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Playbook Confidential : Yards-Per-Play Charts

A graphical view of the Chargers Offense, charting Yards Per Play (YPP) with a Rolling Average.

Expect a lot more Ronnie Brown receiving this week against a very good rushing defense
Expect a lot more Ronnie Brown receiving this week against a very good rushing defense
Matt Sullivan

We're going to take a break from the usual weekly offensive breakdown and steal an analysis method from SBN sister site Silver Screen and Roll. Dexter Fishmore likes to look at Points per Possession charts like this, of the Lakers offense in NBA competition (here's the Clippers version from the same game).

It hit me that this would translate quite nicely into a Yards-Per-Play chart for football. I used the same method of charting actual per-play results, and then adding in a rolling 7 play average (this includes the three plays before and after each snap). I'm going to post the chart for the last two Charger games - vs the Chiefs and at the Browns. See if you can guess which chart was the win, and which was the loss.

Chart A


Chart B


If you guessed Chart B was the win vs the Chiefs, and Chart A was the loss at the Browns, you guessed correctly! The offense against the Browns had fewer big plays, more negative plays, more zero plays (read: incompletions), and a much lower average line as opposed to the game against the Chiefs (4.1 YPP to 7.9 YPP).

The creepy thing is they both follow a somewhat similar path through the flow of each game. Both chart averages show:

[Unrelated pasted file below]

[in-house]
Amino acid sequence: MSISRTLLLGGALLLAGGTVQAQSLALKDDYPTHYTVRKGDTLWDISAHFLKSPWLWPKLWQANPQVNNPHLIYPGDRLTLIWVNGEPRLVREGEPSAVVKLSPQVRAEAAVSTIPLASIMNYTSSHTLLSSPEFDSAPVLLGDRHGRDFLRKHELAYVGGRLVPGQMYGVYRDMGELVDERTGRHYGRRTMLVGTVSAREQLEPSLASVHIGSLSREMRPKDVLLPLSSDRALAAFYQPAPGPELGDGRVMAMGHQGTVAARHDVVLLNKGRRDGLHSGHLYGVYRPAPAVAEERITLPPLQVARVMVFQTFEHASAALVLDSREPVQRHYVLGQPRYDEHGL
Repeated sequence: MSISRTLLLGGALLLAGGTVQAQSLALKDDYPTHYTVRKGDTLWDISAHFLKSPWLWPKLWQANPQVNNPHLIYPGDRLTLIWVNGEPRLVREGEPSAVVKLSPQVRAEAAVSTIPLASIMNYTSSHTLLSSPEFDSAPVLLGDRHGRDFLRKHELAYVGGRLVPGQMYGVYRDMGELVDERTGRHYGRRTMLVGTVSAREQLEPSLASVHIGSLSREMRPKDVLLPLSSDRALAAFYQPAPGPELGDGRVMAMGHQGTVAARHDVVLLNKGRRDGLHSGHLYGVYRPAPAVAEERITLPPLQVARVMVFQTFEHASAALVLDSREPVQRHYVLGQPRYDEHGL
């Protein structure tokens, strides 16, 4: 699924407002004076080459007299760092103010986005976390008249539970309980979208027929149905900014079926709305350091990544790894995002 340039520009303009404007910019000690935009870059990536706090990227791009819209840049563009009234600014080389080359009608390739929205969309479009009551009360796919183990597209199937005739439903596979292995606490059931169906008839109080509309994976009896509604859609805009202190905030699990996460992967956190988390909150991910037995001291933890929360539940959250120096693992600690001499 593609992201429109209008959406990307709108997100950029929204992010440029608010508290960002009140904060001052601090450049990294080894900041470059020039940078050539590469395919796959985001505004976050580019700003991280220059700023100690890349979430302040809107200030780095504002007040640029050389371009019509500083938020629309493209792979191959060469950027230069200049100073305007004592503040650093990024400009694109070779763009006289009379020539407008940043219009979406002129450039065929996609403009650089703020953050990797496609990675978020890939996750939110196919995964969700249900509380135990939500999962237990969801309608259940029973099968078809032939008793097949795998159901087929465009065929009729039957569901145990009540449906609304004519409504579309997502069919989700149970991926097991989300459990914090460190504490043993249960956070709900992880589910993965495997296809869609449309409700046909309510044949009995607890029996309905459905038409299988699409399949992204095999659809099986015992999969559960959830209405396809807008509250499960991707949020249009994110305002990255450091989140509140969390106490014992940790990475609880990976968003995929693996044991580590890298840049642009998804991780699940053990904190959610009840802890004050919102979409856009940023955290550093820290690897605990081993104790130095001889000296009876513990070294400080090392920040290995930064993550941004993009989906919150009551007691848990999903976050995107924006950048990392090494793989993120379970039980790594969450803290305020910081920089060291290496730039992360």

- A fairly decent big bang to open (this is the pre-adjustment, scripted portion of the offense)

- Then the flow of both games comes down sharply from about halfway through the 1st quarter until halfway through the 2nd quarter.

- Rather nifty two-minute drill field goal drives to end of each half

- Halftime offense adjustments that seem to have gone badly, as the rolling average struggles at the start of the 3rd.

- Then then both have mild success between the late 3rd and early 4th before slamming into a wall to end the game.

So there you have it, two games with vastly different offensive production, but eerily similar game flow.

Next Opponent

Despite the win and Philip Rivers' passing efficiency, the San Diego Offense DVOA took a dip down this week. They are now the #26 ranked offense in DVOA. That's only five spots from the bottom. This offense is statistically bad. The passing offense continues it's season long slight edge on the running game.

The Tamba Bay defense is quite the statistical oddity. In pure yardage terms, they are the absolute best rushing defense in the league, and the worst passing defense. Their DVOA numbers bear out the same general balance, but drop the rushing defense one rank to #2 and pull the passing defense up to average at #17. Turner will have to put this game on the shoulders of Rivers. Mathews will not be able to maintain his decent YPC he's been carrying thus far. The Bucs defend WR1 and TE's decently in the passing game, so look for the Chargers passing attack to continue to hit Ryan Mathews and Ronnie Brown out of the backfield while the non Malcom Floyd receivers will need to show up.

TB Defense DVOA Rank Yards/Game Rank
Run -27.5% #2 77 #1
Pass 7.2% #17 321 #32
Overall -5.1% #12 398 #29

SD Offense DVOA Rank Yards/Game Rank
Run -15.5% #27 105 #19
Pass -1.0% #22 217 #22
Overall -13.6% #26 323 #26

TB DVOA vs Skill Players Passing
WR1 -2.9% #11
WR2 0.6% #17
Other WR -0.7% #16
TE -1.2% #14
RB 8.0% #21

Keep in mind that for defense DVOA, negative is good, while negative is bad for offense DVOA. All VOA, DVOA, YAR and DYAR statistical values are developed, calculated and reported by Football Outsiders. Their explanation can be found here.

A Playbook Confidential intro can be found here.

The cumulative 2012 Chargers play calling log can be found here.